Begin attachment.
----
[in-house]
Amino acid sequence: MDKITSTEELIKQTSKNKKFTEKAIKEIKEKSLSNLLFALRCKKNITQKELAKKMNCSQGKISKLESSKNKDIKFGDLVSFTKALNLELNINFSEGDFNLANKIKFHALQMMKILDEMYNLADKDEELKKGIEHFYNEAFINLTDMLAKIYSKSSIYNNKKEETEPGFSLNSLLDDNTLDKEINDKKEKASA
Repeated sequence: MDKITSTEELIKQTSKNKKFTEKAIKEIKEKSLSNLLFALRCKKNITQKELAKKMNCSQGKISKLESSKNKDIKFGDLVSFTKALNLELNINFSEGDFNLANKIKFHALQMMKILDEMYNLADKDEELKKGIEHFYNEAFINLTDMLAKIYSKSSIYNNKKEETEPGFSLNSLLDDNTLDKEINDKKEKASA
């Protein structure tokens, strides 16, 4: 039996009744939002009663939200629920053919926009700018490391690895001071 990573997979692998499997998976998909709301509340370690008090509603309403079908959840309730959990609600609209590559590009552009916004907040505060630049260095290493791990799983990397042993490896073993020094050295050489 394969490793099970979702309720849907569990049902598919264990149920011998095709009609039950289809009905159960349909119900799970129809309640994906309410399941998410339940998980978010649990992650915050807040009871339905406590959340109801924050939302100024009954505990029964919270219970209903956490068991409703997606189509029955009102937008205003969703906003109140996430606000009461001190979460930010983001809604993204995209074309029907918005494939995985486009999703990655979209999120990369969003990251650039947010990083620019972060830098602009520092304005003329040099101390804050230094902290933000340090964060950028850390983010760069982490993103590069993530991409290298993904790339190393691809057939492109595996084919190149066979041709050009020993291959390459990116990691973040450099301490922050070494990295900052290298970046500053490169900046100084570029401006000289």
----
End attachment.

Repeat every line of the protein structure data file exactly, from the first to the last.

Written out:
[in-house]
Amino acid sequence: MDKITSTEELIKQTSKNKKFTEKAIKEIKEKSLSNLLFALRCKKNITQKELAKKMNCSQGKISKLESSKNKDIKFGDLVSFTKALNLELNINFSEGDFNLANKIKFHALQMMKILDEMYNLADKDEELKKGIEHFYNEAFINLTDMLAKIYSKSSIYNNKKEETEPGFSLNSLLDDNTLDKEINDKKEKASA
Repeated sequence: MDKITSTEELIKQTSKNKKFTEKAIKEIKEKSLSNLLFALRCKKNITQKELAKKMNCSQGKISKLESSKNKDIKFGDLVSFTKALNLELNINFSEGDFNLANKIKFHALQMMKILDEMYNLADKDEELKKGIEHFYNEAFINLTDMLAKIYSKSSIYNNKKEETEPGFSLNSLLDDNTLDKEINDKKEKASA
């Protein structure tokens, strides 16, 4: 039996009744939002009663939200629920053919926009700018490391690895001071 990573997979692998499997998976998909709301509340370690008090509603309403079908959840309730959990609600609209590559590009552009916004907040505060630049260095290493791990799983990397042993490896073993020094050295050489 394969490793099970979702309720849907569990049902598919264990149920011998095709009609039950289809009905159960349909119900799970129809309640994906309410399941998410339940998980978010649990992650915050807040009871339905406590959340109801924050939302100024009954505990029964919270219970209903956490068991409703997606189509029955009102937008205003969703906003109140996430606000009461001190979460930010983001809604993204995209074309029907918005494939995985486009999703990655979209999120990369969003990251650039947010990083620019972060830098602009520092304005003329040099101390804050230094902290933000340090964060950028850390983010760069982490993103590069993530991409290298993904790339190393691809057939492109595996084919190149066979041709050009020993291959390459990116990691973040450099301490922050070494990295900052290298970046500053490169900046100084570029401006000289």